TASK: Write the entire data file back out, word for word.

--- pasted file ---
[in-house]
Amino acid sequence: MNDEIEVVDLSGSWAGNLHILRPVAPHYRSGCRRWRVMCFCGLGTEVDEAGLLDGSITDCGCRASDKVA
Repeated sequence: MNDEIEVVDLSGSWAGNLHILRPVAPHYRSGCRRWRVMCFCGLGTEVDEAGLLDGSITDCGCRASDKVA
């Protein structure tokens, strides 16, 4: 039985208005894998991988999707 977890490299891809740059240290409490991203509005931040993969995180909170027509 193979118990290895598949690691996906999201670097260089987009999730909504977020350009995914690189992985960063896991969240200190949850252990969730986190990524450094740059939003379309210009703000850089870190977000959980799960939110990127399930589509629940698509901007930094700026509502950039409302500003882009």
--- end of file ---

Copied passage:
[in-house]
Amino acid sequence: MNDEIEVVDLSGSWAGNLHILRPVAPHYRSGCRRWRVMCFCGLGTEVDEAGLLDGSITDCGCRASDKVA
Repeated sequence: MNDEIEVVDLSGSWAGNLHILRPVAPHYRSGCRRWRVMCFCGLGTEVDEAGLLDGSITDCGCRASDKVA
């Protein structure tokens, strides 16, 4: 039985208005894998991988999707 977890490299891809740059240290409490991203509005931040993969995180909170027509 193979118990290895598949690691996906999201670097260089987009999730909504977020350009995914690189992985960063896991969240200190949850252990969730986190990524450094740059939003379309210009703000850089870190977000959980799960939110990127399930589509629940698509901007930094700026509502950039409302500003882009």